We have all read, that there is a CARMELITE IDENTITY. It is what motivates and attracts us to seek out a distant life style, to be part of an Order, to belong to a community.
Although attraction and motivation will lead us to Carmel, they need to be fortified with other elements to transform us from who we are to whom we hope to become.
Fr. Aloysius Deeney noted six distinct elements, when combined, would provide motivation for someone to seek a CARMELITE IDENTITY with the Order.
- Practicing member of the Catholic Church
- Under the protection of Our Lady of Mount Carmel
- Inspired by St. Teresa of Jesus and St. John of the Cross
- Who makes a commitment to the Order
- To seek the face of God
- For the sake of the Church and the world.
- Love of God, of Mary, of the Order
- Sacrifice giving up, denial, detachment, poverty of spirit, sharing, caring
- Attitude humility, an open mind, a generous heart
- Focus on changes evolving from self-knowledge, self-evaluation, and obedience
- Determination to stay on course despite frustration and obstacles
- Commitment whole-hearted, free and zealous
- Appreciation of the gift of vocation we have received.
- Our meeting is obligatory;
- Prayer and education are the essentials;
- It is convened for our Christian and Carmelite growth according to the Teresian charism;
- Although the meeting is fraternal, it is not a social gathering.
- Oh my gosh! Is the Carmelite meeting tonight?
- O my gosh! I have to read or make a note on chapter ten.
- Oh my gosh! Another trip to London for a retreat?
- Oh my gosh! Shouldn't you be somewhere else!
There are a number of ways you become a member of a family: (a) by birth; (b) by adoption; (c) by marriage; and (d) by choice.
We can safely dispense with the first three methods and concentrate on choice. Whether you were called; whether you followed, or whether you chose, you are here now, present at this meeting of the family of Carmel, which means you want to be identified and be called a Carmelite.
Parents and children, husbands and wives, brothers and sisters all have expectations, obligations and responsibilities. They interact with each other, depend on one another, and work together for the common good. A sound family structure is built on love, loyalty, obedience and service and all the other characteristics that are the fruits of those principles.
Family ties are strengthened by frequent gatherings, attending traditional cele-brations, offering advice, encouragement and consolation in times of trial, guarding the reputation and the family's honour and good name. Life within any family is a constant challenge if you want to maintain peace and harmony. In a most positive way, a family like that could mold you, shape you and inspire you to be the person God wants you to be. Who would not want to belong to such a family?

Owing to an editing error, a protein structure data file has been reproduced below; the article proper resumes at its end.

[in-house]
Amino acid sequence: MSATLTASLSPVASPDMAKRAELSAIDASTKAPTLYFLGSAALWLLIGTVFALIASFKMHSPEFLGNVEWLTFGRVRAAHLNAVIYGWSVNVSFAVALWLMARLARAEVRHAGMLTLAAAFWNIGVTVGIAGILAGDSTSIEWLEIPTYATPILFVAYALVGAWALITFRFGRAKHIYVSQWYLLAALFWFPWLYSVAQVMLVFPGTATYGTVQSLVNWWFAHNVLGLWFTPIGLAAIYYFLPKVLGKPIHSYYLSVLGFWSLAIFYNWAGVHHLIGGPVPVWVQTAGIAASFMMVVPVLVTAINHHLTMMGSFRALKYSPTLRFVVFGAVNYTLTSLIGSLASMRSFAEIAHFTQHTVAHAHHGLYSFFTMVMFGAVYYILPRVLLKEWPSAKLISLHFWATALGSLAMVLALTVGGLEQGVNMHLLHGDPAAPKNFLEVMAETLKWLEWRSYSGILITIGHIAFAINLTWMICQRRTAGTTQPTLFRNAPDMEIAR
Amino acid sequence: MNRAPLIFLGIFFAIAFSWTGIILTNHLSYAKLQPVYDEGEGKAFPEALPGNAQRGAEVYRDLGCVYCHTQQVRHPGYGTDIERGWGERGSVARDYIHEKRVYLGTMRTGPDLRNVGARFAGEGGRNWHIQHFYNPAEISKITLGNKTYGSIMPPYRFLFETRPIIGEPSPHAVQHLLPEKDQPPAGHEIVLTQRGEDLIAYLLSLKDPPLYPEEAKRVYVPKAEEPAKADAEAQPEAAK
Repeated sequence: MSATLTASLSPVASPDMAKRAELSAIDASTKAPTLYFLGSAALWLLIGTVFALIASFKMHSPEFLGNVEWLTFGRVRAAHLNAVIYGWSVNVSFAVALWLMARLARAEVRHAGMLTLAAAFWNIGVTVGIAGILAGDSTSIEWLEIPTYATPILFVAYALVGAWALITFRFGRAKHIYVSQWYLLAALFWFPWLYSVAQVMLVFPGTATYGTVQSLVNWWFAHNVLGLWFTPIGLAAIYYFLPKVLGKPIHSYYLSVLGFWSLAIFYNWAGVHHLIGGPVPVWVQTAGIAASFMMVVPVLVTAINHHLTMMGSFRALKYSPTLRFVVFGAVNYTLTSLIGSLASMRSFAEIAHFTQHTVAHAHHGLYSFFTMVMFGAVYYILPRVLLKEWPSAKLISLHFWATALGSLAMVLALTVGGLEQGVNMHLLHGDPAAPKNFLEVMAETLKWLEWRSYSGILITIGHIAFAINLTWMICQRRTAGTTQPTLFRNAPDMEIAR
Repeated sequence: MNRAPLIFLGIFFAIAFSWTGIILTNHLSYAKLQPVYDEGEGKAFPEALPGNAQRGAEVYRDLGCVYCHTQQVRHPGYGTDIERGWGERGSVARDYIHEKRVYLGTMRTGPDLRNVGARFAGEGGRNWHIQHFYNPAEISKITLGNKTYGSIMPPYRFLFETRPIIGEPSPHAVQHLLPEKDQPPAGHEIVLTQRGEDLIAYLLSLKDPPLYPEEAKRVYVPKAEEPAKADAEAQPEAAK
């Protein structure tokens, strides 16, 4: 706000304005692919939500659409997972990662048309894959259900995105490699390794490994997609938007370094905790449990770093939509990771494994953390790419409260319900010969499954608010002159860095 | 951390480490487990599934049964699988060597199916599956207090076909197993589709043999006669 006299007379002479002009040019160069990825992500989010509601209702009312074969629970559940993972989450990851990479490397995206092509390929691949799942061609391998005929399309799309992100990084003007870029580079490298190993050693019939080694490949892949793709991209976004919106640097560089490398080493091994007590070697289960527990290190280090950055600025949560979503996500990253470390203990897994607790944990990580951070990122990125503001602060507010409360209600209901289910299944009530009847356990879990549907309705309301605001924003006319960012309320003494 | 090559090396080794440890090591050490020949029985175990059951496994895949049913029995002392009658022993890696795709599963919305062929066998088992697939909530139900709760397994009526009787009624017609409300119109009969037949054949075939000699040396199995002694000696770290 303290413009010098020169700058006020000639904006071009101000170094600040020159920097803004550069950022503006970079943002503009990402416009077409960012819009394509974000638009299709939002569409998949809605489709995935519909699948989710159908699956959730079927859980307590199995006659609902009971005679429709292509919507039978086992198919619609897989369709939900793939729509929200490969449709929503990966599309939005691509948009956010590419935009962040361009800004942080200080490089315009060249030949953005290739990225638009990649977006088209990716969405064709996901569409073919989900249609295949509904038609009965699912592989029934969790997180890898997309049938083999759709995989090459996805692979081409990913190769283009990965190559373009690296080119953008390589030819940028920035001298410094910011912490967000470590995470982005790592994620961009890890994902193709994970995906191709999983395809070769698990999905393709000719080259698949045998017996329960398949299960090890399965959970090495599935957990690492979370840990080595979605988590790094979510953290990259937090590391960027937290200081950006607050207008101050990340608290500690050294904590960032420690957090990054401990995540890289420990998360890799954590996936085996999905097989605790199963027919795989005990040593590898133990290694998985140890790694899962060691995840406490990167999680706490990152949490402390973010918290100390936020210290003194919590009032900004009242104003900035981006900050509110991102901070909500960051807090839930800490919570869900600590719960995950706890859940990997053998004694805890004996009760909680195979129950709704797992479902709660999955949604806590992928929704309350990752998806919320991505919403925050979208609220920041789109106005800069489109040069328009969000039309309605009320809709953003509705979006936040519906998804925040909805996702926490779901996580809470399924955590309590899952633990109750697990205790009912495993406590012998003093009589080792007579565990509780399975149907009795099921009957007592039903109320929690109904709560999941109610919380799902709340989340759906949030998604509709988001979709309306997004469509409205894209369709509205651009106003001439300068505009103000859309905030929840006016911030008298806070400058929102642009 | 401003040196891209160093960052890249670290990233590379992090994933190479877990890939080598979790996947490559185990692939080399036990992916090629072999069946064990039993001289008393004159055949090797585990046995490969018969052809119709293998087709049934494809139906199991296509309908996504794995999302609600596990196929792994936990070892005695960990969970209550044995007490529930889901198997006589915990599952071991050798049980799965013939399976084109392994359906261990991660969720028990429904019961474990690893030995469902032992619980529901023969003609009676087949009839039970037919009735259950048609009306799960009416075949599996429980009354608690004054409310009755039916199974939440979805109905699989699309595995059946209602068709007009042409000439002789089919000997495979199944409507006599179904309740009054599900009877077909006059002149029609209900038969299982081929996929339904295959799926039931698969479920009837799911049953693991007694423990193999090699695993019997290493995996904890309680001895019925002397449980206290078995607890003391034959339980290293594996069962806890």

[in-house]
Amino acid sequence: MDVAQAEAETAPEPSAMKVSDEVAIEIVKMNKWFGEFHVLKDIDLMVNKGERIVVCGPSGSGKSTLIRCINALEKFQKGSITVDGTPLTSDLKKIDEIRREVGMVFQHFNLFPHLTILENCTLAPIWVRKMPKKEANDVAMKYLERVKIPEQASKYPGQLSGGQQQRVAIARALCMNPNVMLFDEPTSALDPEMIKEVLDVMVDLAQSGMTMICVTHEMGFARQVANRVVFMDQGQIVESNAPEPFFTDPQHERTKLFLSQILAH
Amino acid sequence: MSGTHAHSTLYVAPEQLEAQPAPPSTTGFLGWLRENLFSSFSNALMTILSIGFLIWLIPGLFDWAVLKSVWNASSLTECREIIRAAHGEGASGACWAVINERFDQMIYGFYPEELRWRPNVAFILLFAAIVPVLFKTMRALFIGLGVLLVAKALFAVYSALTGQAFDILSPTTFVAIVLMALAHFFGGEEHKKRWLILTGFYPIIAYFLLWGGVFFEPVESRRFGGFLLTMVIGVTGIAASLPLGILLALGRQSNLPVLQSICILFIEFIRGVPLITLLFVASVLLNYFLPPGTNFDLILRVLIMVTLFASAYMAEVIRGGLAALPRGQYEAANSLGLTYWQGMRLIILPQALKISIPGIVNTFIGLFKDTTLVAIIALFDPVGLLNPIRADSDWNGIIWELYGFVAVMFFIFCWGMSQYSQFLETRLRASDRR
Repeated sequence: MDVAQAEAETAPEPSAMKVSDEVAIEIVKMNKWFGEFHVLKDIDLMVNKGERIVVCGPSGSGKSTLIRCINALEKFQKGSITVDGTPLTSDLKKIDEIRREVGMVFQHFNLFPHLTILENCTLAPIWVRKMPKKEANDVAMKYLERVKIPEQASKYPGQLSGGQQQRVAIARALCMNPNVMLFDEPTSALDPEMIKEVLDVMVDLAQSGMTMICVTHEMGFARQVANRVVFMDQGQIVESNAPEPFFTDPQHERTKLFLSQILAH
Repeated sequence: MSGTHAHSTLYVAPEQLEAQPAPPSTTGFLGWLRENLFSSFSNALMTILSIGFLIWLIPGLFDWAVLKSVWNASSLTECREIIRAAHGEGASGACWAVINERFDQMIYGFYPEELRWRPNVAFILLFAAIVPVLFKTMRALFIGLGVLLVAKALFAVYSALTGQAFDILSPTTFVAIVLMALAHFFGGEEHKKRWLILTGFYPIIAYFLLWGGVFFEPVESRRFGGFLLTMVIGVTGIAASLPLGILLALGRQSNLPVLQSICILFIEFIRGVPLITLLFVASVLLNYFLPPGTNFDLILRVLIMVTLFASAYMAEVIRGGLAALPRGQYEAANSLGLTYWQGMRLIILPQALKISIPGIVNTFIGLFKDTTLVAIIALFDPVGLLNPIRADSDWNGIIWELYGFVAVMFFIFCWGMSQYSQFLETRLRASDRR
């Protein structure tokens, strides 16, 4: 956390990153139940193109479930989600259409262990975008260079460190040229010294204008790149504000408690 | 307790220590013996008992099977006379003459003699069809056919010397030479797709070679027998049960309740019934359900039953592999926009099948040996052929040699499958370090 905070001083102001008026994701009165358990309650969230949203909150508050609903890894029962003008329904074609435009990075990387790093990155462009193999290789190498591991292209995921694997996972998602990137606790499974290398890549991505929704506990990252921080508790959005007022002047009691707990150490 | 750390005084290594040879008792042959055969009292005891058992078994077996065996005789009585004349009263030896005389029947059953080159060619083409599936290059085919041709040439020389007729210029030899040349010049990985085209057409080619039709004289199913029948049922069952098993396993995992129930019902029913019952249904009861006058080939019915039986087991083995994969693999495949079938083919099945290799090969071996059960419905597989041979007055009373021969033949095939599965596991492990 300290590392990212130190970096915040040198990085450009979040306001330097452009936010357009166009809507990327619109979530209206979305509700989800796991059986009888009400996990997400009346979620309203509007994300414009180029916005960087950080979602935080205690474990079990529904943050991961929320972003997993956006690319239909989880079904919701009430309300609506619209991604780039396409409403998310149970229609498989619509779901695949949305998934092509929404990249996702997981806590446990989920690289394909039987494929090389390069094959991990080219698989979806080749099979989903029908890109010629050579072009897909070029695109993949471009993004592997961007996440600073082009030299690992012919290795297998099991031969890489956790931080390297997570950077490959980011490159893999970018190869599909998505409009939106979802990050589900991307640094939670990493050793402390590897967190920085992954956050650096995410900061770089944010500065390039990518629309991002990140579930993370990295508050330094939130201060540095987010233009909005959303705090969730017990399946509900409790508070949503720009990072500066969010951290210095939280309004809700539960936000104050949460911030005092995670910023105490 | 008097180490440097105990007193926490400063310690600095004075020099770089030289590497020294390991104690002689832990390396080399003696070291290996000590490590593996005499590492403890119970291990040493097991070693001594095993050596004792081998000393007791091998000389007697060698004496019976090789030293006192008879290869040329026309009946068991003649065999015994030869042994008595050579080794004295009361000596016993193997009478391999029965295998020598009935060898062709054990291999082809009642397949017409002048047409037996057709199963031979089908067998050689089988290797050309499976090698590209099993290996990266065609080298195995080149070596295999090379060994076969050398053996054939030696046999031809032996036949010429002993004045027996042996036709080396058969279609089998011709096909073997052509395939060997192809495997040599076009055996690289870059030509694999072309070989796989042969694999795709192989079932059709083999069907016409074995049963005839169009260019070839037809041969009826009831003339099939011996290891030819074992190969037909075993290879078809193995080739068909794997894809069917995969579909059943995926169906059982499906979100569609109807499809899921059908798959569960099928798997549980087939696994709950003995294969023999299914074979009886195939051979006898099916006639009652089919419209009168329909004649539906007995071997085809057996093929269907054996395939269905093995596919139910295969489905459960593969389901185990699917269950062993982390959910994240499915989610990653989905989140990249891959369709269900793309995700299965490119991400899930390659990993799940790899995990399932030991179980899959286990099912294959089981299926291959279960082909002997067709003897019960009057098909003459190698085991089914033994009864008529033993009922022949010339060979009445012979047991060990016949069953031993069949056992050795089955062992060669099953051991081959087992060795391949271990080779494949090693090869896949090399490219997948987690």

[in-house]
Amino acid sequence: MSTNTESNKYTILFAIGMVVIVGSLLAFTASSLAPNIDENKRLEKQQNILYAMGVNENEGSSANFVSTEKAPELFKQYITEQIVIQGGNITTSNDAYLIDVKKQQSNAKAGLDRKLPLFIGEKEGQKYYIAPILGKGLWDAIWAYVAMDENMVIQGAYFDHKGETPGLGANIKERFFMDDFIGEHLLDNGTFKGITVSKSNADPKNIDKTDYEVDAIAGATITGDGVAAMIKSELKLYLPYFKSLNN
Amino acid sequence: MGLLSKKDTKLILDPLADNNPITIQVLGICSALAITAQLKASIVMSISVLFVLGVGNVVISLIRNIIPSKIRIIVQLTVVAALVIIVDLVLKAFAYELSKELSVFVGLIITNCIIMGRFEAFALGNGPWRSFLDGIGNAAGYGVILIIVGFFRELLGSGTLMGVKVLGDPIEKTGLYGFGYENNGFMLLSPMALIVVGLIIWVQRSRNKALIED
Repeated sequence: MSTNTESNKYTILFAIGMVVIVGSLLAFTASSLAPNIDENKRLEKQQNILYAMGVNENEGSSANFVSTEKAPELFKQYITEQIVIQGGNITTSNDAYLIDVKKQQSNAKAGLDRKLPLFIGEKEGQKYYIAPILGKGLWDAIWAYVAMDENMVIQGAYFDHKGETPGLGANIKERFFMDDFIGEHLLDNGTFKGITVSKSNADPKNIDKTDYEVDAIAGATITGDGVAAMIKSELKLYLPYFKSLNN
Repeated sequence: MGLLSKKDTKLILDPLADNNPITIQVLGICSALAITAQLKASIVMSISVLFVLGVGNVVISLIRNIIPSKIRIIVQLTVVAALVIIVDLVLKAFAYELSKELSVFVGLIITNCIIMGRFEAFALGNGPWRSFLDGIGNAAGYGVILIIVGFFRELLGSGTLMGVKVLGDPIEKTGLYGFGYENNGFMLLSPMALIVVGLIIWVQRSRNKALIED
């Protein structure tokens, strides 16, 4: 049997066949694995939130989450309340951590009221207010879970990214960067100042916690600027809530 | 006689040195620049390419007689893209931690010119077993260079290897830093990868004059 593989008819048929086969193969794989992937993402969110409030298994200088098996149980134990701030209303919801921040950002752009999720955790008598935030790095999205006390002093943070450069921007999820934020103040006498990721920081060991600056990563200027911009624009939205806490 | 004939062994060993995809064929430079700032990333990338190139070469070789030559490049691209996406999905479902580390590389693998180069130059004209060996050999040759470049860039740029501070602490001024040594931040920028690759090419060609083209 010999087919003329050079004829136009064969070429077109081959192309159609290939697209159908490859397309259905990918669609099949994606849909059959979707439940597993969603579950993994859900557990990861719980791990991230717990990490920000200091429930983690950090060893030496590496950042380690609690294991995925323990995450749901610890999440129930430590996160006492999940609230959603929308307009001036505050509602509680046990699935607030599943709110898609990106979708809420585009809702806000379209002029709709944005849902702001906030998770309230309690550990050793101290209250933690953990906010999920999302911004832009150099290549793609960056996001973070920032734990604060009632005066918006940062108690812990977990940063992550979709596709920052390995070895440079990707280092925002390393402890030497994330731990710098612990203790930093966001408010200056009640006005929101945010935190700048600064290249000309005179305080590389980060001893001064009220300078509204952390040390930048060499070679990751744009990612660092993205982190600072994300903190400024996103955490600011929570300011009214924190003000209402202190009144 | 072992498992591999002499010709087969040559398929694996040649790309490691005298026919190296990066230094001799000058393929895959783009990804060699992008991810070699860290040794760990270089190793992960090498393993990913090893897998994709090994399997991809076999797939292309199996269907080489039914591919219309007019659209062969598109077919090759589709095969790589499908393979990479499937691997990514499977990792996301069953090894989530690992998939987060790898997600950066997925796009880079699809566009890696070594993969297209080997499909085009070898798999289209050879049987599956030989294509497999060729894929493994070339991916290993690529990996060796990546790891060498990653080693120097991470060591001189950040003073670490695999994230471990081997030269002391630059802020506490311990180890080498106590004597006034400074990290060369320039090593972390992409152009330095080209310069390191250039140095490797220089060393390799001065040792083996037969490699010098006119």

In no small measure the Order of Carmel does the same for her own family. Whereas, a family abides by unwritten rules, Carmel has the Rule of Life and the Constitutions to help their members live a certain way in an organized manner in the spirit of the Gospel according to the Teresian charism.
Carmelite formation is an on-going, life-long process. There is no graduation day. Instead, progress is rewarded with increased responsibility and more active involvement in the welfare of the community. Spiritual formation in conjunction with active involvement in the community ensures stability, continuity, conformity and growth.
Returning to the subject of choosing the family of Carmel, commitment is not an option. It demands love, sacrifice and determination and the most essential ingredient of all TIME.
There is something in our life that we can use only once. We each receive a different length, but it measures the same wherever we go. It is everywhere but we cannot find it and no one can afford to buy it. Although you need it, you spend all of it so you never have any of it for yourself or anything or anyone else.
You hear it everywhere. I have no time! I cannot find time! There is no time! … Yes there is time. Something so important must be accounted for. What do you do with it? How do you spend it?
- When is your wake-up time?
- How long is your prayer time?
- How long is the distance and travel time every day?
- How long is your work schedule, in and out time, overtime, time spent on work related study.
- How long is your meal time.
- How long is your recreational time.
- How long is your after work activities. Frequency per week / per month.
- Time spent on above.
- Level of involvement.
- Level of responsibility.
- How much time is allotted to Carmel every day? Prayer /meditation /reading /study /formation study program.
- Arrival time at the monthly meeting.
- Departure time at the monthly meeting.
- Specific task you did, for or at, the meeting.